[D8959AFS], Letter from George Edward Gouraud to Thomas Alva Edison, October 26th, 1889


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[D8959AFS], Letter from George Edward Gouraud to Thomas Alva Edison, October 26th, 1889

Editor's Notes

I beg to confirm my cable of yesterday:- Noside New-York, After three weeks negotiations "powerful Syndicate Berlin Bankers probably including Siemens "offer immediate cash bonus Fifty Thousand pounds for half cash "and shares they get for us from German public companies they "will form on terms of your approval, I advise accepting. "Committee leave tomorrow. Answer quickly" and acknowledge receipt of yours in reply;- "Siemens certainly in it. Is Grapho mixed with it." to which I replied to-day as follows:- "Only Germany. No Graphs. Siemens certain "if can make for German Company only on terms of your approval. "Don't hesistate". ##It is not intended that the contrast between us and the Syndicate shall be in any way public; and it may be that the Syndicate shall be in any way public; and it may be that the Syndicate will be registered in England in order to avoid making known in Germany the members of it, or the condiditond of their participation in the profits to be derived from the formation of a German company. ## The effect of this arrangement will be that we will receive £50,000 as a bonus for giving the members of the Syndicate one half of what we subsequently receive from the German Company or Companies which we may form with their assistance. Their idea is to bring out a large German Compnay which would form subsidiary Companies on the American plaan. By adopting this plan it will be unnecessary to disclose under the German law, as would otherwise be the case, the partication they receive from us in consideration of their assistance and the £50,000 they pay us for that participation. This method they prefer because of some objectionable features in the new German law regarding public Companies. ## I am told that all the memebers of the proposed Syndicate are wealthy Bankers. Siemens at first refused to have anything to do with it, and tried to prevent the formation of the Combination. He told Mr Qnellmals - the Dresden Banker who is getting up the Syndicate, and who was one of the earliest to communicate with you from Dresden, and who is a most energetic and able man - that he would join the Syndicate if he could have the manufacturing of the machines for the public Company; and Quellmals tells me that Siemens Lawyer attended one of the meetings of the Syndicate and intimated to him in very plain terms that if Siemens & Halske did not have the contract for the manufacturing of the machines that we should have their opposition. The Syndicate are anxious to have siemens join, and see no objection to his firm manufacturing for the German Company on terms acceptable to them and ourselves, but the intention is to complete the Syndicate with or without Siemens, and having completeed the Syndicate the question of manufacturing can then be settled. You are aware that the Phonographs have to be made in Germany after 5 yeas, so that to keep the first Patents alive manufacturing will have to begin next year. ##The Graphophone people have been in Berlin making a good deal of stir, and it is with no little difficulty that we have succeeded in making this combination in spite of them. They are showing a very good instrument apparently, and talk about their low price of cost of manufacture and consequent low price to the public. ##I am anxious to close this business promptly and trust there will be no delay in your reply. The Committee are returning to Berlin to-night taking with them a sample of each of our machines. I shall follow them early next week and close the business while it is hot. ##I tried to make the cash larger, but the negotiations finally resolved themselves into the amount named or nothing, and I regard it as a very good transaction everything considered. If we did not close with these people it would be difficult for us, if not impossible, to get on with any fresh group in face of their having abandoned it. ## My idea is that, until arrangements for manufacturing are completed satisfactory to yourself and after we have been paid our £50,000, the Phonographs shall be furnished by you on the same terms as you furnish them to the American Company, cost price, labor and material and 20 per cent.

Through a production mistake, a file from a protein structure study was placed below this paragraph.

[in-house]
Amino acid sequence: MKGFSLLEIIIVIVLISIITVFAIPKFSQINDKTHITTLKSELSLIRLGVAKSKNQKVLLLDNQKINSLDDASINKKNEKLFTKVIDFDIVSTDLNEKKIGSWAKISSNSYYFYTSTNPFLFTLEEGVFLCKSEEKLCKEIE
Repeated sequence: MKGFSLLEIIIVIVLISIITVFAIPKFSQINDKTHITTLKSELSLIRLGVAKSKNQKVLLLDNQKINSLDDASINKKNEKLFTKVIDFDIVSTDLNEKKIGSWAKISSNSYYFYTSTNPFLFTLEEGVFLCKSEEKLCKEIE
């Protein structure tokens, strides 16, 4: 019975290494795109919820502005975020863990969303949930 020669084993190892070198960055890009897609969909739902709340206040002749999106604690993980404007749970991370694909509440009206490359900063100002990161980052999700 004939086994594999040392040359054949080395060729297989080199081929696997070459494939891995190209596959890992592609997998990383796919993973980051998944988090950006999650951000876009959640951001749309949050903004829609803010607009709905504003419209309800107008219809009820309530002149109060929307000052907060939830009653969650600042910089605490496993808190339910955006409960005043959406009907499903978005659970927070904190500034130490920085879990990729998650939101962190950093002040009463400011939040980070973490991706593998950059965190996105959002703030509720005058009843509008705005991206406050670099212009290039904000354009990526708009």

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Thomas A. Edison Papers, School of Arts and Sciences, Rutgers University
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